– Among other things, Sheriff Adrian Garcia’s job just got a lot harder now that he’s lost his strongest ally on Commissioners Court. I don’t see a whole lot more progress being made on reducing jail overcrowding at this point.

– Despite trailing in early voting, Prop 1 (Renew Houston) squeaked through, for one of the very few good results of the day. Prop 3, to keep red light cameras, lost in a fairly close vote. If you had told me on Monday that only one of these two would pass, I’d have bet a lot of money on it being the other way around. Prop 2, which would have allowed for a six-month residency requirement for Council in the 2011 election only, lost big. That will make City Council redistricting more challenging.

– Red light cameras also lost in Baytown.

– Judith Cruz and Juliet Stipeche will face each other in a runoff for the open HISD Trustee seat. The lone Republican in that race, Dorothy Olmos, finished fourth. All things considered, you have to wonder if that represents a missed opportunity for the local GOP.

– The city of Dallas got wet. Good for them.

– The city of Austin had its own somewhat controversial ballot proposition to fund infrastructure improvements. It wound up passing easily.

– Harry Reid won re-election. In some ways, that may be the weirdest result of all. By all rights, Republicans should have taken the Senate, but Democrats held on there and in West Virginia and apparently Colorado, while being gifted Delaware after basically writing it off when Mike Castle jumped in.

– Finally, in regard to polling, Rasmussen Reports had a bad cycle, which included producing the single worst result, by a large margin. Polling in Texas understated Rick Perry’s margin by a bit, and overstated, in some cases by a lot, the performance of third-party candidates.

I’m sure I’ll have more later.

Can we call this a bipartisan agreement?

From last week.

As Democrats in Congress push harder for a government-run health insurance plan that would compete with private insurers in some reform bills, Sen. John Cornyn said it remains a “deal-breaker” with Republicans.

From this week, via Kos.

Senate Majority Leader Harry Reid (D-Nev.) on Tuesday ordered Finance Chairman Max Baucus (D-Mont.) to drop a proposal to tax health benefits and stop chasing Republican votes on a massive health care reform bill.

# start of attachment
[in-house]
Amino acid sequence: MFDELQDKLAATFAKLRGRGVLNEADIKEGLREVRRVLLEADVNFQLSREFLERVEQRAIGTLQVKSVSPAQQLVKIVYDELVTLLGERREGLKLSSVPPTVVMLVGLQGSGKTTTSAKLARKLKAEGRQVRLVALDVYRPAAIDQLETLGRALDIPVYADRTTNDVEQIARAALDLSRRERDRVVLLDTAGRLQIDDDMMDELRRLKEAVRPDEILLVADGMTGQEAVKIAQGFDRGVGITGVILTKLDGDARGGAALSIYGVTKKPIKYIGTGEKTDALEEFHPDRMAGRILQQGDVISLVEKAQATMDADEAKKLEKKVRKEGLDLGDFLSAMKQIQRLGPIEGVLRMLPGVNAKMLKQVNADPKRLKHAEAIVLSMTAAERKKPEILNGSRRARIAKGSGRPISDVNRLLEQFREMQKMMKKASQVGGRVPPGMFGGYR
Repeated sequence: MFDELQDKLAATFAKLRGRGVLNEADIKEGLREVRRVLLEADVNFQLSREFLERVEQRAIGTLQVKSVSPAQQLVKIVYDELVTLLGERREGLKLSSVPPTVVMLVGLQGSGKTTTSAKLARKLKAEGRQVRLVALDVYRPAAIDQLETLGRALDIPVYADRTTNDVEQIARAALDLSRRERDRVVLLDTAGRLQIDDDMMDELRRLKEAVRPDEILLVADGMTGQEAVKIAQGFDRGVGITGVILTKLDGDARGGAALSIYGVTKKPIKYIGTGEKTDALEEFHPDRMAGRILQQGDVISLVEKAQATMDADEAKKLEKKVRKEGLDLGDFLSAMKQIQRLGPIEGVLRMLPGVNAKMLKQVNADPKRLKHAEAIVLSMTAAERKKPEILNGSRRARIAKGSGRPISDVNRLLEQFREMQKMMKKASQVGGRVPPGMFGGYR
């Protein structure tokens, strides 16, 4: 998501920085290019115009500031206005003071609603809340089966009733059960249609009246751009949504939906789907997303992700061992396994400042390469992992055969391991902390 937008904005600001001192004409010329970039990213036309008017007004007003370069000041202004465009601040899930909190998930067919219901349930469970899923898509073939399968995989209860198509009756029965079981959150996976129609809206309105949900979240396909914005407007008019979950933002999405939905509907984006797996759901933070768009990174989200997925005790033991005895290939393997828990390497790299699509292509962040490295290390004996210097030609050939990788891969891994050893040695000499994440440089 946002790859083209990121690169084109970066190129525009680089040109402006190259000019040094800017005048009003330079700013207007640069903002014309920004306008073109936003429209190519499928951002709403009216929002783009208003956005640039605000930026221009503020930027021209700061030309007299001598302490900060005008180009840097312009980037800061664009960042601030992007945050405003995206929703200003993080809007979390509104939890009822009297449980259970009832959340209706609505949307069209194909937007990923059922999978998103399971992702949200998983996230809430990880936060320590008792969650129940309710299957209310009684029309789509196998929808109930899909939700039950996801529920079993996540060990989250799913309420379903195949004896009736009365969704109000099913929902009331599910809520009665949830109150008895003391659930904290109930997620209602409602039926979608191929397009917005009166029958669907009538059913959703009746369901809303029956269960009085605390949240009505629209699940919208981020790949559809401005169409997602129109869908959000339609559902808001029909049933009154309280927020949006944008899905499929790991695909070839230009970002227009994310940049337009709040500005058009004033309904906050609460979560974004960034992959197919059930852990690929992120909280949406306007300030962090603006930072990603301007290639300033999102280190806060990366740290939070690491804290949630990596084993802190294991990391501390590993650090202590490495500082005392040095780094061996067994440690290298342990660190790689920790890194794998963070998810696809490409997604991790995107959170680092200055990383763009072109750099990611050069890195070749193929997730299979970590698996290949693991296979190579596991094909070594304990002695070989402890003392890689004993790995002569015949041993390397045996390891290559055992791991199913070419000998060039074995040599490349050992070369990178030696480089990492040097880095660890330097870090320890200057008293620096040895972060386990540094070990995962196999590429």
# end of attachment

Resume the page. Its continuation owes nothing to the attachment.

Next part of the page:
Reid, whose leadership is considered crucial if President Barack Obama is to deliver on his promise of enacting health care reform this year, offered the directive to Baucus through an intermediary after consulting with Senate Democratic leaders during Tuesday morning’s regularly scheduled leadership meeting. Baucus was meeting with Finance ranking member Chuck Grassley (R-Iowa) Tuesday afternoon to relay the information.

According to Democratic sources, Reid told Baucus that taxing health benefits and failing to include a strong government-run insurance option of some sort in his bill would cost 10 to 15 Democratic votes; Reid told Baucus it wasn’t worth securing the support of Grassley and at best a few additional Republicans.

OK then. The Democrats can pass a better bill, and the Republicans can sit on the sidelines instead of “negotiating” a “compromise” that they’d all then vote against anyway. Works for me. Ezra notes the political calculus of it:

The story doesn’t say this, but the likely concessions would also have another effect: They would make the bill less appealing to the public. Taxing employer health benefits, which I support, is a wildly unpopular idea. So too is eliminating the public insurance option, which commands large majorities in polling (much larger majorities, actually, than health-care reform as a whole). A bipartisan bill, in other words, will probably attract three to four Republicans, and in return, sacrifice a half-dozen Democrats, demoralize the liberal base and create a plan that’s harder to sell to the public. It’s hard to imagine the cost-benefit calculus that could bring those sides of the ledger into balance.

He also thinks that this story was put out by a Democratic Senate staffer who opposes the idea of telling Baucus to ignore the Republicans, probably from one of the usual suspects. I have a feeling that it won’t play out the way that person hoped it would. I sure hope so, anyway.